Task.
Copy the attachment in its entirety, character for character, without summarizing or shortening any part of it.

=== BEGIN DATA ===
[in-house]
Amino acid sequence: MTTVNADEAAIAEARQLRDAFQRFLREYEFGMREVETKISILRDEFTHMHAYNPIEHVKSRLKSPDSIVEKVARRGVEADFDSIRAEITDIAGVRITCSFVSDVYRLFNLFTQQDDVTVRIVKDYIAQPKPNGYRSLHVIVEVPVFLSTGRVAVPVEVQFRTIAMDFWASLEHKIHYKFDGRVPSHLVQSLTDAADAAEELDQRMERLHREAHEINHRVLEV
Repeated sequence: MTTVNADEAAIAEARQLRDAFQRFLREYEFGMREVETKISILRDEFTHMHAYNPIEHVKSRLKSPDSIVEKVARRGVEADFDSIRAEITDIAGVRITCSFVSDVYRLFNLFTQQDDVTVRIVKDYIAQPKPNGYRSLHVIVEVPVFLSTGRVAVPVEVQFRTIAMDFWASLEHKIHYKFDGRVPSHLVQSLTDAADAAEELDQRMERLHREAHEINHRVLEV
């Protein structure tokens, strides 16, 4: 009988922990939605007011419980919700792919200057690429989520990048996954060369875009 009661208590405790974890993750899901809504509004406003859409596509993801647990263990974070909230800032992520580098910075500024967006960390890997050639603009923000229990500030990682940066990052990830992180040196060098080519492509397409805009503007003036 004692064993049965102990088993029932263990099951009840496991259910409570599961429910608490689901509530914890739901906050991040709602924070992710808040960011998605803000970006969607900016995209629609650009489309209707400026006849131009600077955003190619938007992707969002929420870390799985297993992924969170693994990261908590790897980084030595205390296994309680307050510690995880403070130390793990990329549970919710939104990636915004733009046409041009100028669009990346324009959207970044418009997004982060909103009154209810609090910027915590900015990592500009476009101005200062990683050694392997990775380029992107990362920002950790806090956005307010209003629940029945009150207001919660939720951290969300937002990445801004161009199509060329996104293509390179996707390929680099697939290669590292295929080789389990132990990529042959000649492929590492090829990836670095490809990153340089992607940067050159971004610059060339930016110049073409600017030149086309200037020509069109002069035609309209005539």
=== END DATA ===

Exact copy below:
[in-house]
Amino acid sequence: MTTVNADEAAIAEARQLRDAFQRFLREYEFGMREVETKISILRDEFTHMHAYNPIEHVKSRLKSPDSIVEKVARRGVEADFDSIRAEITDIAGVRITCSFVSDVYRLFNLFTQQDDVTVRIVKDYIAQPKPNGYRSLHVIVEVPVFLSTGRVAVPVEVQFRTIAMDFWASLEHKIHYKFDGRVPSHLVQSLTDAADAAEELDQRMERLHREAHEINHRVLEV
Repeated sequence: MTTVNADEAAIAEARQLRDAFQRFLREYEFGMREVETKISILRDEFTHMHAYNPIEHVKSRLKSPDSIVEKVARRGVEADFDSIRAEITDIAGVRITCSFVSDVYRLFNLFTQQDDVTVRIVKDYIAQPKPNGYRSLHVIVEVPVFLSTGRVAVPVEVQFRTIAMDFWASLEHKIHYKFDGRVPSHLVQSLTDAADAAEELDQRMERLHREAHEINHRVLEV
């Protein structure tokens, strides 16, 4: 009988922990939605007011419980919700792919200057690429989520990048996954060369875009 009661208590405790974890993750899901809504509004406003859409596509993801647990263990974070909230800032992520580098910075500024967006960390890997050639603009923000229990500030990682940066990052990830992180040196060098080519492509397409805009503007003036 004692064993049965102990088993029932263990099951009840496991259910409570599961429910608490689901509530914890739901906050991040709602924070992710808040960011998605803000970006969607900016995209629609650009489309209707400026006849131009600077955003190619938007992707969002929420870390799985297993992924969170693994990261908590790897980084030595205390296994309680307050510690995880403070130390793990990329549970919710939104990636915004733009046409041009100028669009990346324009959207970044418009997004982060909103009154209810609090910027915590900015990592500009476009101005200062990683050694392997990775380029992107990362920002950790806090956005307010209003629940029945009150207001919660939720951290969300937002990445801004161009199509060329996104293509390179996707390929680099697939290669590292295929080789389990132990990529042959000649492929590492090829990836670095490809990153340089992607940067050159971004610059060339930016110049073409600017030149086309200037020509069109002069035609309209005539």